The implementation of these actions will be monitored on a regular basis. The Commission will ensure the regular, independent, external evaluation of the actions financed.

Under this Regulation the Commission must present to the Parliament and to the Council by 31 March 2011 an interim evaluation report on the results obtained and on the monitoring of the implementation of the actions financed by Community funds. A communication on the continuation of these actions will be published no later than 30 August 2012.

References

Act Entry into force – expiry date Deadline for transposition in the Member States Official Journal
Regulation (EC) No 861/2006

1.1.2007 – 31.12.2013

OJ L 160 of 14.6.2006.

Related Acts

Commission Regulation (EC) No of 3 November 2008 laying down detailed rules for the implementation of Council Regulation (EC) No as regards the expenditure incurred by Member States for the collection and management of the basic fisheries data [Official Journal L 295 of 4.11.2008].
This Regulation establishes the Community financial contribution for expenditure incurred by Member States for the collection and management of the basic fisheries data. Member States are to submit an annual budget forecast concerning their national programme to the Commission for evaluation. The Commission may request a Member State to provide further clarification on the expenditure concerned in order to carry out that evaluation. The Member State shall provide that clarification within 15 calendar days from the Commission’s request. Eligible expenditure shall be related to data collection activities (collection of data on the sampling sites, at-sea-monitoring of commercial and recreational fisheries, research surveys at sea), data management activities (database and website development, storage, quality control and validation, processing, etc.) and data use activities (production of data and their uses to support scientific analysis, biological parameter estimates, and preparation of sets of data for stock assessment, bio-economic modelling and corresponding scientific analysis). The first national programme covers the period 2009-2010.

Commission Regulation (EC) No of 11 April 2007 laying down detailed rules for the implementation of Council Regulation (EC) No as regards the expenditure incurred by Member States in implementing the monitoring and control systems applicable to the Common Fisheries Policy [Official Journal L 97 of 12.4.2007].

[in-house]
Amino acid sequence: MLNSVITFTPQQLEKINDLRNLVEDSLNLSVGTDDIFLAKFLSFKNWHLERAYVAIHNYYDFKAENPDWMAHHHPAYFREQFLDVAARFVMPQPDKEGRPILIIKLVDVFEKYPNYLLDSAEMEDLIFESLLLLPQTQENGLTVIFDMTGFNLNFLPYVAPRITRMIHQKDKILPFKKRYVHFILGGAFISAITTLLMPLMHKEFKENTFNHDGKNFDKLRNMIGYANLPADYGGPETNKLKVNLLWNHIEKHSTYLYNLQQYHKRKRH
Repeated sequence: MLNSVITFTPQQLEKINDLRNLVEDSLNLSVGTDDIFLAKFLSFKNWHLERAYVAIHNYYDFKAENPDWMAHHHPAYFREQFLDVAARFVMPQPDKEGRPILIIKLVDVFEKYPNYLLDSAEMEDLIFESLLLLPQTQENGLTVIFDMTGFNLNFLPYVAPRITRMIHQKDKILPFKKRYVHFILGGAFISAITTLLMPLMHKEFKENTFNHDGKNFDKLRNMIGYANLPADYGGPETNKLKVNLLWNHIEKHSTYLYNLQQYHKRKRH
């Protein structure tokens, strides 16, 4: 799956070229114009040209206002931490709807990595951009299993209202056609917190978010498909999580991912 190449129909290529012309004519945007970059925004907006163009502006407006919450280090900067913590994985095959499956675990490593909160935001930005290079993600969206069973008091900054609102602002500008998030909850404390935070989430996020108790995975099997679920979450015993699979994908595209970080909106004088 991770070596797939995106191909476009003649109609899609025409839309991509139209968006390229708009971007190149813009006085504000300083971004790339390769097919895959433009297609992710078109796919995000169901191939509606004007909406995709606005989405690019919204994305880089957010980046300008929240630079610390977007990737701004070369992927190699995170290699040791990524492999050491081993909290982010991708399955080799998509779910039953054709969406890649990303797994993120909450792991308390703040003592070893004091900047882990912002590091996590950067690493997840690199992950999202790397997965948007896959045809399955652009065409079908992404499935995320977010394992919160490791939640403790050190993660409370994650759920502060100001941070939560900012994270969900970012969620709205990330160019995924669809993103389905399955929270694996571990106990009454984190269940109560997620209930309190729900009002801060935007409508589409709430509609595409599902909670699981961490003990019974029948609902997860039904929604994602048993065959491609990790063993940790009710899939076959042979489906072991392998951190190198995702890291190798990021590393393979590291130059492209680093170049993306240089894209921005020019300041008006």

This Regulation establishes the conditions governing financial aid from the Community for expenditure incurred by Member States on the control and implementation of the CFP regulations during the period 2007-2013. To receive financial aid, Member States must notify the Commission of their control programme before 31 January each year. Eligible projects are generally for a sum greater than 40 000 euros. They must follow the schedule set out in the annual programme and are subject to an interim evaluation report and a final report which is submitted to the Commission by each Member State. In addition, some additional conditions must be met for investment in new technologies, the purchase and modernisation of vessels and training and exchange programmes.

 

Common organisation of the market in fishery products

Common organisation of the market in fishery products

Outline of the Community (European Union) legislation about Common organisation of the market in fishery products

Topics

These categories group together and put in context the legislative and non-legislative initiatives which deal with the same topic.

Organisation and financing of the fisheries sector

Common organisation of the market in fishery products

Since the 1970s, the CMO of fishery products contributed towards reducing the effects of variations in demand and supply in the interests of fishermen, processing companies and consumers.

Document or Iniciative

Council Regulation (EC) No 104/2000 of 17 December 1999 on the common organisation of the markets in fishery and aquaculture products [See amending act(s)].

Summary

The common organisation of the markets (CMO) in fishery products * was created in 1970. It was the first component of the common fisheries policy (CFP).

Marketing standards

Fishery products may be sold or marketed only if they meet marketing standards covering classification by quality, size or weight categories, packaging, presentation and labelling. Member States must check that products comply with the marketing standards.

Consumer information

Live, fresh or chilled products may be sold to the final consumer only if they are appropriately marked or labelled with:

  • the commercial name of the species;
  • the method of production (fresh water, sea or farmed);
  • the catch area.

Formation and recognition of producer organisations